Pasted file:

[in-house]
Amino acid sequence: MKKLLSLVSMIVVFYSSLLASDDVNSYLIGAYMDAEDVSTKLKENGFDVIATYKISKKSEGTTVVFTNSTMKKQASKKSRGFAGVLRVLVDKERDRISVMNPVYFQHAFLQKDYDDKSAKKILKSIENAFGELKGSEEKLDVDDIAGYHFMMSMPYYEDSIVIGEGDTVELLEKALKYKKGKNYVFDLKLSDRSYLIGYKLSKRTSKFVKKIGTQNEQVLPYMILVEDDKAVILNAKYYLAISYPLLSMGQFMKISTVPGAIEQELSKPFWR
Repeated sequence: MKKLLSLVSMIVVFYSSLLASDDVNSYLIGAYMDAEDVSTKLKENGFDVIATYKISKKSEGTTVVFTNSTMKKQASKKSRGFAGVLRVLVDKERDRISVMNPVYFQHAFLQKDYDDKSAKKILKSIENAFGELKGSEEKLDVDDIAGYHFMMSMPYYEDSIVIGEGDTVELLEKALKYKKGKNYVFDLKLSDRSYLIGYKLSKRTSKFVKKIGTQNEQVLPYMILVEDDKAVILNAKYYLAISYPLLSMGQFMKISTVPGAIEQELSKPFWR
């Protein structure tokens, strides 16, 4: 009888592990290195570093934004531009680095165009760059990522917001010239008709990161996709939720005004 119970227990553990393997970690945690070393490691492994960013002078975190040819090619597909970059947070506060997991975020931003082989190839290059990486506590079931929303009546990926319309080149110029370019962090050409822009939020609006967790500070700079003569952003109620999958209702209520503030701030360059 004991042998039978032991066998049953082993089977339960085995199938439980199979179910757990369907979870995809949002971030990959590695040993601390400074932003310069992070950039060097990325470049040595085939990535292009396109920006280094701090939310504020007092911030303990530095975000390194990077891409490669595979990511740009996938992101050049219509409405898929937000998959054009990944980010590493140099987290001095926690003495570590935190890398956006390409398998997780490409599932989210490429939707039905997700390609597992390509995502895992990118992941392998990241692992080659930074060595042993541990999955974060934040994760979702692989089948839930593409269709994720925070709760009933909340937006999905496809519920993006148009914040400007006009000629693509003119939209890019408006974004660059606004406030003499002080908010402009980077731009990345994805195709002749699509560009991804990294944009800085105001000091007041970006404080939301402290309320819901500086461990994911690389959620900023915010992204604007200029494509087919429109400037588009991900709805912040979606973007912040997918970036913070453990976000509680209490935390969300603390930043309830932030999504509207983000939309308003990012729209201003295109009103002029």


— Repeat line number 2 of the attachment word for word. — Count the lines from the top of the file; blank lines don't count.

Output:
Amino acid sequence: MKKLLSLVSMIVVFYSSLLASDDVNSYLIGAYMDAEDVSTKLKENGFDVIATYKISKKSEGTTVVFTNSTMKKQASKKSRGFAGVLRVLVDKERDRISVMNPVYFQHAFLQKDYDDKSAKKILKSIENAFGELKGSEEKLDVDDIAGYHFMMSMPYYEDSIVIGEGDTVELLEKALKYKKGKNYVFDLKLSDRSYLIGYKLSKRTSKFVKKIGTQNEQVLPYMILVEDDKAVILNAKYYLAISYPLLSMGQFMKISTVPGAIEQELSKPFWR